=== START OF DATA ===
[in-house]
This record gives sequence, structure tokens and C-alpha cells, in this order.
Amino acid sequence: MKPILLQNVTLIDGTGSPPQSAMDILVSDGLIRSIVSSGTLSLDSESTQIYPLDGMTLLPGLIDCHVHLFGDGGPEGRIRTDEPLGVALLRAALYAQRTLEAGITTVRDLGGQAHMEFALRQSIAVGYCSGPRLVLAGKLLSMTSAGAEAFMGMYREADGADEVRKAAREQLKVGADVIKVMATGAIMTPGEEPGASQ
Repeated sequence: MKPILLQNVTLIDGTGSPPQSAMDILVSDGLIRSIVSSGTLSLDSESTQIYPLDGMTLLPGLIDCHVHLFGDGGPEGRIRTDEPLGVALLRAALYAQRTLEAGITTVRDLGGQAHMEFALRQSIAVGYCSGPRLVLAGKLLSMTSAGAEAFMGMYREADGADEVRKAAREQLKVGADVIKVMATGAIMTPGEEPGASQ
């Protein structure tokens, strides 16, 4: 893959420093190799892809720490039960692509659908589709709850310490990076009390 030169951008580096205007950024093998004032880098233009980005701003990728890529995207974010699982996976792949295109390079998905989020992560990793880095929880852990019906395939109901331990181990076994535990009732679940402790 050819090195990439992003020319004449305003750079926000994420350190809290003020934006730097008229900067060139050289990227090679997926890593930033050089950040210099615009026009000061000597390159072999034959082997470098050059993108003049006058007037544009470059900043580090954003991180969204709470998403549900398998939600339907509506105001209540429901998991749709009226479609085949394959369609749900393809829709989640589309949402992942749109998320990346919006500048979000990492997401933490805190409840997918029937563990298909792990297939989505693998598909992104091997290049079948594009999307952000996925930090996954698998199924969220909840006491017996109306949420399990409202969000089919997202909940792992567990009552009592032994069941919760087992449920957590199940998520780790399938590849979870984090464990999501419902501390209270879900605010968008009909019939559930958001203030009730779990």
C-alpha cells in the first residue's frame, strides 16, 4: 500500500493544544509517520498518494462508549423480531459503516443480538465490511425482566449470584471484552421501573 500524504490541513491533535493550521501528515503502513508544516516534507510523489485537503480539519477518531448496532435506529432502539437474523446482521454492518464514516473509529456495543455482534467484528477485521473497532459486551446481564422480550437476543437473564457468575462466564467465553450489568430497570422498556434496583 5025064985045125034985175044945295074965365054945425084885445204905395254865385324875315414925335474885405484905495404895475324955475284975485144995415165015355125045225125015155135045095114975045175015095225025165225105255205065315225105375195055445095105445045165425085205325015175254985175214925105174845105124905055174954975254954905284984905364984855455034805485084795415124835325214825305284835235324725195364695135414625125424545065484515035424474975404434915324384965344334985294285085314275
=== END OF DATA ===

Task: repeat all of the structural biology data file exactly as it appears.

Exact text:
[in-house]
This record gives sequence, structure tokens and C-alpha cells, in this order.
Amino acid sequence: MKPILLQNVTLIDGTGSPPQSAMDILVSDGLIRSIVSSGTLSLDSESTQIYPLDGMTLLPGLIDCHVHLFGDGGPEGRIRTDEPLGVALLRAALYAQRTLEAGITTVRDLGGQAHMEFALRQSIAVGYCSGPRLVLAGKLLSMTSAGAEAFMGMYREADGADEVRKAAREQLKVGADVIKVMATGAIMTPGEEPGASQ
Repeated sequence: MKPILLQNVTLIDGTGSPPQSAMDILVSDGLIRSIVSSGTLSLDSESTQIYPLDGMTLLPGLIDCHVHLFGDGGPEGRIRTDEPLGVALLRAALYAQRTLEAGITTVRDLGGQAHMEFALRQSIAVGYCSGPRLVLAGKLLSMTSAGAEAFMGMYREADGADEVRKAAREQLKVGADVIKVMATGAIMTPGEEPGASQ
């Protein structure tokens, strides 16, 4: 893959420093190799892809720490039960692509659908589709709850310490990076009390 030169951008580096205007950024093998004032880098233009980005701003990728890529995207974010699982996976792949295109390079998905989020992560990793880095929880852990019906395939109901331990181990076994535990009732679940402790 050819090195990439992003020319004449305003750079926000994420350190809290003020934006730097008229900067060139050289990227090679997926890593930033050089950040210099615009026009000061000597390159072999034959082997470098050059993108003049006058007037544009470059900043580090954003991180969204709470998403549900398998939600339907509506105001209540429901998991749709009226479609085949394959369609749900393809829709989640589309949402992942749109998320990346919006500048979000990492997401933490805190409840997918029937563990298909792990297939989505693998598909992104091997290049079948594009999307952000996925930090996954698998199924969220909840006491017996109306949420399990409202969000089919997202909940792992567990009552009592032994069941919760087992449920957590199940998520780790399938590849979870984090464990999501419902501390209270879900605010968008009909019939559930958001203030009730779990």
C-alpha cells in the first residue's frame, strides 16, 4: 500500500493544544509517520498518494462508549423480531459503516443480538465490511425482566449470584471484552421501573 500524504490541513491533535493550521501528515503502513508544516516534507510523489485537503480539519477518531448496532435506529432502539437474523446482521454492518464514516473509529456495543455482534467484528477485521473497532459486551446481564422480550437476543437473564457468575462466564467465553450489568430497570422498556434496583 5025064985045125034985175044945295074965365054945425084885445204905395254865385324875315414925335474885405484905495404895475324955475284975485144995415165015355125045225125015155135045095114975045175015095225025165225105255205065315225105375195055445095105445045165425085205325015175254985175214925105174845105124905055174954975254954905284984905364984855455034805485084795415124835325214825305284835235324725195364695135414625125424545065484515035424474975404434915324384965344334985294285085314275